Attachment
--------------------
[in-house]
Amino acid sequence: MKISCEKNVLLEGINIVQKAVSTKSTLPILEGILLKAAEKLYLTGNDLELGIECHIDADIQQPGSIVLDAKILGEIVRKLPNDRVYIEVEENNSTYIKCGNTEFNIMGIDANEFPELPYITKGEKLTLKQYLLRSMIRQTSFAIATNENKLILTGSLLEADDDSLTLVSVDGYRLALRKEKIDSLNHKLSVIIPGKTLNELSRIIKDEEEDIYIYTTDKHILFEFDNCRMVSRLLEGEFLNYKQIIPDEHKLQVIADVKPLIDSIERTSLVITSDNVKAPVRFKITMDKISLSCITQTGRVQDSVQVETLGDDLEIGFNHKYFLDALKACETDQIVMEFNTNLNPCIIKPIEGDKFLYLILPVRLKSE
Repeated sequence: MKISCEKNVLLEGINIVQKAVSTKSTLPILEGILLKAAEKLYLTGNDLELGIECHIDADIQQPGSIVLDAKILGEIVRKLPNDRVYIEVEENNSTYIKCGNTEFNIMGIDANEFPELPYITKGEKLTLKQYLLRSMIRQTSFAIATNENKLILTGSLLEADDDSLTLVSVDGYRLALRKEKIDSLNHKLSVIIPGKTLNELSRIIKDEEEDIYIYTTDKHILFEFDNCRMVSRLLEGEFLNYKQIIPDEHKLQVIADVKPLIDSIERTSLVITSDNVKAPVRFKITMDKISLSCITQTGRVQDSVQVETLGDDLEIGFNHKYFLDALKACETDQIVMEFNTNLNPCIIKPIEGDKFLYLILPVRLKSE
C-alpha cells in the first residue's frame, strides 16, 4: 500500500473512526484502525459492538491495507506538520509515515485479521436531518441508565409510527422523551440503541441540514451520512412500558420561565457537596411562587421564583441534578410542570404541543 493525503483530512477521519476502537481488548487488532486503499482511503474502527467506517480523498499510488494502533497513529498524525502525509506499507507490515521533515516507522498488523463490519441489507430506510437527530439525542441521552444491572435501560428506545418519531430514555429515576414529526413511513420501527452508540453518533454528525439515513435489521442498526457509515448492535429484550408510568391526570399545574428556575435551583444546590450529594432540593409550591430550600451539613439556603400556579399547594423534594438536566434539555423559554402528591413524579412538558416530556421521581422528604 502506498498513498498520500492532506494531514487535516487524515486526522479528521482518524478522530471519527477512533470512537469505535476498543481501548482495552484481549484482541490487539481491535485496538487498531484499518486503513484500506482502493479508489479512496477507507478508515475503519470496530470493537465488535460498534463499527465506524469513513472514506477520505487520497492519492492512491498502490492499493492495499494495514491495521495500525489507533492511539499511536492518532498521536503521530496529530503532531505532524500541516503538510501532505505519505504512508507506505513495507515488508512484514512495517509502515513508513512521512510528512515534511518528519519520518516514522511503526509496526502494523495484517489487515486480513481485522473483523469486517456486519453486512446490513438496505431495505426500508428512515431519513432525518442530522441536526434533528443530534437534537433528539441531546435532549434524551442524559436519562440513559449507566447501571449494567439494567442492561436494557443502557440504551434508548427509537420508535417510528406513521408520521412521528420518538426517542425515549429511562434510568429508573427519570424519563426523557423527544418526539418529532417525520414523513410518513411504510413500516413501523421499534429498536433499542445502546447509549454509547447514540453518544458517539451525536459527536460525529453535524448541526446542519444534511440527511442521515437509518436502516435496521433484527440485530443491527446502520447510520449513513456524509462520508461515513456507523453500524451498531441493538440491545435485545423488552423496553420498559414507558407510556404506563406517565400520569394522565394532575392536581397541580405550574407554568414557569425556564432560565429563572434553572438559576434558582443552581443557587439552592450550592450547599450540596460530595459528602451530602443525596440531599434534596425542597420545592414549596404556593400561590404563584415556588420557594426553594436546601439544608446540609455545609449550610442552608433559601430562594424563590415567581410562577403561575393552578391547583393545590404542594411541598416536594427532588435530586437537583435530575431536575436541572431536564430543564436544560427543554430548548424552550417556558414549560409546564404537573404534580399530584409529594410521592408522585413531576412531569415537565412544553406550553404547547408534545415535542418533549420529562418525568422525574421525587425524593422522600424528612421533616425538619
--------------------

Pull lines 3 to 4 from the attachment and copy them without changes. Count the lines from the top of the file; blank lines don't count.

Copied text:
Repeated sequence: MKISCEKNVLLEGINIVQKAVSTKSTLPILEGILLKAAEKLYLTGNDLELGIECHIDADIQQPGSIVLDAKILGEIVRKLPNDRVYIEVEENNSTYIKCGNTEFNIMGIDANEFPELPYITKGEKLTLKQYLLRSMIRQTSFAIATNENKLILTGSLLEADDDSLTLVSVDGYRLALRKEKIDSLNHKLSVIIPGKTLNELSRIIKDEEEDIYIYTTDKHILFEFDNCRMVSRLLEGEFLNYKQIIPDEHKLQVIADVKPLIDSIERTSLVITSDNVKAPVRFKITMDKISLSCITQTGRVQDSVQVETLGDDLEIGFNHKYFLDALKACETDQIVMEFNTNLNPCIIKPIEGDKFLYLILPVRLKSE
C-alpha cells in the first residue's frame, strides 16, 4: 500500500473512526484502525459492538491495507506538520509515515485479521436531518441508565409510527422523551440503541441540514451520512412500558420561565457537596411562587421564583441534578410542570404541543 493525503483530512477521519476502537481488548487488532486503499482511503474502527467506517480523498499510488494502533497513529498524525502525509506499507507490515521533515516507522498488523463490519441489507430506510437527530439525542441521552444491572435501560428506545418519531430514555429515576414529526413511513420501527452508540453518533454528525439515513435489521442498526457509515448492535429484550408510568391526570399545574428556575435551583444546590450529594432540593409550591430550600451539613439556603400556579399547594423534594438536566434539555423559554402528591413524579412538558416530556421521581422528604 502506498498513498498520500492532506494531514487535516487524515486526522479528521482518524478522530471519527477512533470512537469505535476498543481501548482495552484481549484482541490487539481491535485496538487498531484499518486503513484500506482502493479508489479512496477507507478508515475503519470496530470493537465488535460498534463499527465506524469513513472514506477520505487520497492519492492512491498502490492499493492495499494495514491495521495500525489507533492511539499511536492518532498521536503521530496529530503532531505532524500541516503538510501532505505519505504512508507506505513495507515488508512484514512495517509502515513508513512521512510528512515534511518528519519520518516514522511503526509496526502494523495484517489487515486480513481485522473483523469486517456486519453486512446490513438496505431495505426500508428512515431519513432525518442530522441536526434533528443530534437534537433528539441531546435532549434524551442524559436519562440513559449507566447501571449494567439494567442492561436494557443502557440504551434508548427509537420508535417510528406513521408520521412521528420518538426517542425515549429511562434510568429508573427519570424519563426523557423527544418526539418529532417525520414523513410518513411504510413500516413501523421499534429498536433499542445502546447509549454509547447514540453518544458517539451525536459527536460525529453535524448541526446542519444534511440527511442521515437509518436502516435496521433484527440485530443491527446502520447510520449513513456524509462520508461515513456507523453500524451498531441493538440491545435485545423488552423496553420498559414507558407510556404506563406517565400520569394522565394532575392536581397541580405550574407554568414557569425556564432560565429563572434553572438559576434558582443552581443557587439552592450550592450547599450540596460530595459528602451530602443525596440531599434534596425542597420545592414549596404556593400561590404563584415556588420557594426553594436546601439544608446540609455545609449550610442552608433559601430562594424563590415567581410562577403561575393552578391547583393545590404542594411541598416536594427532588435530586437537583435530575431536575436541572431536564430543564436544560427543554430548548424552550417556558414549560409546564404537573404534580399530584409529594410521592408522585413531576412531569415537565412544553406550553404547547408534545415535542418533549420529562418525568422525574421525587425524593422522600424528612421533616425538619